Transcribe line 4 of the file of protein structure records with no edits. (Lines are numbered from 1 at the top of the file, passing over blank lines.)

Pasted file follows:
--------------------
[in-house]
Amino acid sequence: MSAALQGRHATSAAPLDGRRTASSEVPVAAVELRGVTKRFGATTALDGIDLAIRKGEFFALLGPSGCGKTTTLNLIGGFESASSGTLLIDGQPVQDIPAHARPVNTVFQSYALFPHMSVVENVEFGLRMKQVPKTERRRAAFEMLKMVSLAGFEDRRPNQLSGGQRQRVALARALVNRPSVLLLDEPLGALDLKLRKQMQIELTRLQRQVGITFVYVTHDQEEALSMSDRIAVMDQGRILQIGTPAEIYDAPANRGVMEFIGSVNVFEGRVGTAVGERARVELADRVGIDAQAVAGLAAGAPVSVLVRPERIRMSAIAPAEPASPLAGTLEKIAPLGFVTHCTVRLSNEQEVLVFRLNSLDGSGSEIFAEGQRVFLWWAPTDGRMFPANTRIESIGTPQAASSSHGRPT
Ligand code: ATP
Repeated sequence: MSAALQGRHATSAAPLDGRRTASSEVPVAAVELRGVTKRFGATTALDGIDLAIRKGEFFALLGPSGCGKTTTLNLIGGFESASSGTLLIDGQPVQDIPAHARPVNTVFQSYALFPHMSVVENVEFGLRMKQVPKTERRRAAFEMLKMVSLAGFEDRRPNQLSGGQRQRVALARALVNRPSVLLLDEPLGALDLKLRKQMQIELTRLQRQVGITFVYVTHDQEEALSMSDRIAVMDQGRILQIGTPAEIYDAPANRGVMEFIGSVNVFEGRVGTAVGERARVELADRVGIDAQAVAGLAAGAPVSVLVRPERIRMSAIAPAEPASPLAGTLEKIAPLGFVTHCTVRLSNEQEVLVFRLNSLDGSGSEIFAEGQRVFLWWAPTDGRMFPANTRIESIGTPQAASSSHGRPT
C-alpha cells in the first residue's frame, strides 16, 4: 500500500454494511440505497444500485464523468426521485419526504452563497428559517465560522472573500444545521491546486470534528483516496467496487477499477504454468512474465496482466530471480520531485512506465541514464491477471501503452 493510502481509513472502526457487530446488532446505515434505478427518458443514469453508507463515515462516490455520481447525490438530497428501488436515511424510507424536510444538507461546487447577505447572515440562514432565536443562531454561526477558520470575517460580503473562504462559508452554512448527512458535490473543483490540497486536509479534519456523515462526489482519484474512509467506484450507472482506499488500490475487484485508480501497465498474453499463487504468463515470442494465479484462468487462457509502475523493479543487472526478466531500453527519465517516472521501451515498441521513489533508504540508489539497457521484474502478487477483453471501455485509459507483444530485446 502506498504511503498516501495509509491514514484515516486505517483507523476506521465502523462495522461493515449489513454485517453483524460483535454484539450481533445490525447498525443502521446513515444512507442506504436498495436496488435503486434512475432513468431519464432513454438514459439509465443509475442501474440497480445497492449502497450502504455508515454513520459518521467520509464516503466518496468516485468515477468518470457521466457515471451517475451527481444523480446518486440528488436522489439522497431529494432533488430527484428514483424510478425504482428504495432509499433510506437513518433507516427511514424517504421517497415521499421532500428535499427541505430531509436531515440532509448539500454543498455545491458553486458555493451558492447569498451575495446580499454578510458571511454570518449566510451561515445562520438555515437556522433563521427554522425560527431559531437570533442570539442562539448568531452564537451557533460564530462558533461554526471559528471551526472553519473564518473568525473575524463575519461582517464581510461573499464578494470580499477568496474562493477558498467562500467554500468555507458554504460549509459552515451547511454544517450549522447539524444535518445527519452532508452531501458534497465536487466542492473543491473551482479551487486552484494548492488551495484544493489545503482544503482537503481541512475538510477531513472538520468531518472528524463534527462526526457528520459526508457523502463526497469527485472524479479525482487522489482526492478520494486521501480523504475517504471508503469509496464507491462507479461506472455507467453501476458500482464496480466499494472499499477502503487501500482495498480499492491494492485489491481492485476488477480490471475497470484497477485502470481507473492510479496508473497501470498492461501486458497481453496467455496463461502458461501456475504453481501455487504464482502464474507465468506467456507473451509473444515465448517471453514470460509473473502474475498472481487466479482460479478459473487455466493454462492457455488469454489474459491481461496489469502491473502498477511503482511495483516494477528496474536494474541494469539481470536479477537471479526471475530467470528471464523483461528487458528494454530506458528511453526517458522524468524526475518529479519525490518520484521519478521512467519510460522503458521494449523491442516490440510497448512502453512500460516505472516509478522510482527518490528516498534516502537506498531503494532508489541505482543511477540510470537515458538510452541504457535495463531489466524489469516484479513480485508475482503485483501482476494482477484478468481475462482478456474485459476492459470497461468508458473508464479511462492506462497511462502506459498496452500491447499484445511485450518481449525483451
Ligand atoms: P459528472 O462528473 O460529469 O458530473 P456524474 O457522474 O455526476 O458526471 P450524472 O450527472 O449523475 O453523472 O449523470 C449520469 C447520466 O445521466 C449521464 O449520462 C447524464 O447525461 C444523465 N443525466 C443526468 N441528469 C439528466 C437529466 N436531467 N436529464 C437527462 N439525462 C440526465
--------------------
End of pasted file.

Repeated sequence: MSAALQGRHATSAAPLDGRRTASSEVPVAAVELRGVTKRFGATTALDGIDLAIRKGEFFALLGPSGCGKTTTLNLIGGFESASSGTLLIDGQPVQDIPAHARPVNTVFQSYALFPHMSVVENVEFGLRMKQVPKTERRRAAFEMLKMVSLAGFEDRRPNQLSGGQRQRVALARALVNRPSVLLLDEPLGALDLKLRKQMQIELTRLQRQVGITFVYVTHDQEEALSMSDRIAVMDQGRILQIGTPAEIYDAPANRGVMEFIGSVNVFEGRVGTAVGERARVELADRVGIDAQAVAGLAAGAPVSVLVRPERIRMSAIAPAEPASPLAGTLEKIAPLGFVTHCTVRLSNEQEVLVFRLNSLDGSGSEIFAEGQRVFLWWAPTDGRMFPANTRIESIGTPQAASSSHGRPT